“Exceeding 1.5˚C, which is likely to happen in our lifetimes, doesn’t mean anyone should feel apathetic or paralyzed,” writes Roberts. “If anything, the need to mobilize against climate change only becomes greater with every new increment of heat, because the potential stakes grow larger.”
We must maintain hope in the face of crisis, because without it, our society is that much closer to collapse. That may sound hyperbolic, but civilizations have collapsed from much less, including drought, famine, disease — all of which are expected to increase in a warming world.
Each fraction of a degree of warming will make it harder on our survival as a species. And we must resist the urge to accept these fires as the new normal, as author David Wallace-Wells warns in his recent piece for New York Magazine.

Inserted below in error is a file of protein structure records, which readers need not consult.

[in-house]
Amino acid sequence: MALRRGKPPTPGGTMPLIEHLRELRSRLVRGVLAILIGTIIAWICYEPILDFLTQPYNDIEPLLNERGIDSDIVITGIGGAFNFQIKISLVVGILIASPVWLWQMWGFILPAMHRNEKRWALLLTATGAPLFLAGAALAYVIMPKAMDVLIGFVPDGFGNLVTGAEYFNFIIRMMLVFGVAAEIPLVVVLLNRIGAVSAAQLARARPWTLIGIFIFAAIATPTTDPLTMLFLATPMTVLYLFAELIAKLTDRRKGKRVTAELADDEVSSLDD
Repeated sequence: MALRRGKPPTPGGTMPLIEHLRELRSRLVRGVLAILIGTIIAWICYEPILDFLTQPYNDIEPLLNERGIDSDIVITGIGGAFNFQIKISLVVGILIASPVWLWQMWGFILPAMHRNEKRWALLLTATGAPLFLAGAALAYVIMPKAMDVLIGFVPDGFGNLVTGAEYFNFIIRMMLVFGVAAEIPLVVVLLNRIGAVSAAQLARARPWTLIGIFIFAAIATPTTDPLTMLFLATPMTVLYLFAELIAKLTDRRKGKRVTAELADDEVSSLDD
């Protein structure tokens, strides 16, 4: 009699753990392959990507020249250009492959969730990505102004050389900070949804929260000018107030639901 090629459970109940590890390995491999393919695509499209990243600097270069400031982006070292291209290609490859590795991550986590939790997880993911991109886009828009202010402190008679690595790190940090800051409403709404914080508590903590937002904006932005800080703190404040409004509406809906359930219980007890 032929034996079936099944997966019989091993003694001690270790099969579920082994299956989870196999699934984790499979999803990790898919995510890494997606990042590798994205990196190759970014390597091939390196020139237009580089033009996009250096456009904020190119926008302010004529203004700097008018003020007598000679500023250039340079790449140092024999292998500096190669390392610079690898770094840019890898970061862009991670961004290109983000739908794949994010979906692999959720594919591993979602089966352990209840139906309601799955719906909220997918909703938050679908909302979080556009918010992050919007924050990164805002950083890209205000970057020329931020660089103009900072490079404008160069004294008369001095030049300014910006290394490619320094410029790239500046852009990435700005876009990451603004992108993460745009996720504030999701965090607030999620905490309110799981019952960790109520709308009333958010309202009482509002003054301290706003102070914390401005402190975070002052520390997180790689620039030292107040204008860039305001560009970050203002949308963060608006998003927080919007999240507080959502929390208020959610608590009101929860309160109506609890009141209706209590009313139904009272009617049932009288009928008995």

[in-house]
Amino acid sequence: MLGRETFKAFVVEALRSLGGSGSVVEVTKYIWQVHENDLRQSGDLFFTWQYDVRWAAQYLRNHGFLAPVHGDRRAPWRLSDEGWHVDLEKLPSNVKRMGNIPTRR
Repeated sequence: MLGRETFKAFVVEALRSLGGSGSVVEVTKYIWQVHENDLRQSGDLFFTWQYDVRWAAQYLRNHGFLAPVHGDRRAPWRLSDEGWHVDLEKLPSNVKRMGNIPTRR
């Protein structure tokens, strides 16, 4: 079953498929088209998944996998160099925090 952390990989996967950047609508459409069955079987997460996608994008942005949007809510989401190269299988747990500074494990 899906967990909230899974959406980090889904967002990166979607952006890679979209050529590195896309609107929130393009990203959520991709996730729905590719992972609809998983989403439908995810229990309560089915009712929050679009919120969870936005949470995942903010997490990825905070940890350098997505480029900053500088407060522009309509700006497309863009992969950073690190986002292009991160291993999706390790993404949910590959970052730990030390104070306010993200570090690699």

“The duration of this climate horror has allowed us to normalize it even while it continues to unfold — continues to torture, and brutalize, and terrify,” Wallace-Wells writes. “Coming to see the wildfire season as a permanent threat is another terrifying adjustment, though [we] are now doing precisely that.”
What’s happening to the planet is unprecedented and we must treat it as such. We must push forward bold, innovative solutions that acknowledge and address the historic magnitude of the climate crisis. We must break our complacency for — and complicity in — these manmade tragedies and mobilize around a new way forward. If we don’t, Australia’s recent fires will only be the beginning of what’s to come in a burnt new world.
On the 50th anniversary of Earth Day — April 22, 2020 — tell leaders you won’t stand idly by as the world burns. Join the largest, most diverse mobilization in defense of the planet. Join the EARTHRISE movement.
Note: This article was edited to include comments from Richard Turner.
Image at top: A firefighter pauses after a 15-hour shift fighting bushfires in Bell, in the Western Downs Region of Queensland, Australia. Photo Credit: Daniel Knox and Andrew O’Dwyer